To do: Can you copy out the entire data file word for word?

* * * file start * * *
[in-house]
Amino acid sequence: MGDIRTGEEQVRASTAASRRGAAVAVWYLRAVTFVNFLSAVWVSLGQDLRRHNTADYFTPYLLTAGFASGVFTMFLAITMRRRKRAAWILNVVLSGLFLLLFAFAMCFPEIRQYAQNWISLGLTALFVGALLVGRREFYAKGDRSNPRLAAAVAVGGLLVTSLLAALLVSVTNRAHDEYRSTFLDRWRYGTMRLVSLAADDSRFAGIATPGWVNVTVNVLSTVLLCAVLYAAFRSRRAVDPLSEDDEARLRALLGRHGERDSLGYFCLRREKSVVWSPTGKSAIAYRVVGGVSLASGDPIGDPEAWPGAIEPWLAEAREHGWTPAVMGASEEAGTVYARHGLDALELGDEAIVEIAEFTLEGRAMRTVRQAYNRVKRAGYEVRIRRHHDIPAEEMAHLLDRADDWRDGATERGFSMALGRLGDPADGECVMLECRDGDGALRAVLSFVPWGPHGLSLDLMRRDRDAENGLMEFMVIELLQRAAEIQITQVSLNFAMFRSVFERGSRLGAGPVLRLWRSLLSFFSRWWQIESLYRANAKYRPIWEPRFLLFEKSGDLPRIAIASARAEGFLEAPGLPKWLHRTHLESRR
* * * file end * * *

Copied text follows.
[in-house]
Amino acid sequence: MGDIRTGEEQVRASTAASRRGAAVAVWYLRAVTFVNFLSAVWVSLGQDLRRHNTADYFTPYLLTAGFASGVFTMFLAITMRRRKRAAWILNVVLSGLFLLLFAFAMCFPEIRQYAQNWISLGLTALFVGALLVGRREFYAKGDRSNPRLAAAVAVGGLLVTSLLAALLVSVTNRAHDEYRSTFLDRWRYGTMRLVSLAADDSRFAGIATPGWVNVTVNVLSTVLLCAVLYAAFRSRRAVDPLSEDDEARLRALLGRHGERDSLGYFCLRREKSVVWSPTGKSAIAYRVVGGVSLASGDPIGDPEAWPGAIEPWLAEAREHGWTPAVMGASEEAGTVYARHGLDALELGDEAIVEIAEFTLEGRAMRTVRQAYNRVKRAGYEVRIRRHHDIPAEEMAHLLDRADDWRDGATERGFSMALGRLGDPADGECVMLECRDGDGALRAVLSFVPWGPHGLSLDLMRRDRDAENGLMEFMVIELLQRAAEIQITQVSLNFAMFRSVFERGSRLGAGPVLRLWRSLLSFFSRWWQIESLYRANAKYRPIWEPRFLLFEKSGDLPRIAIASARAEGFLEAPGLPKWLHRTHLESRR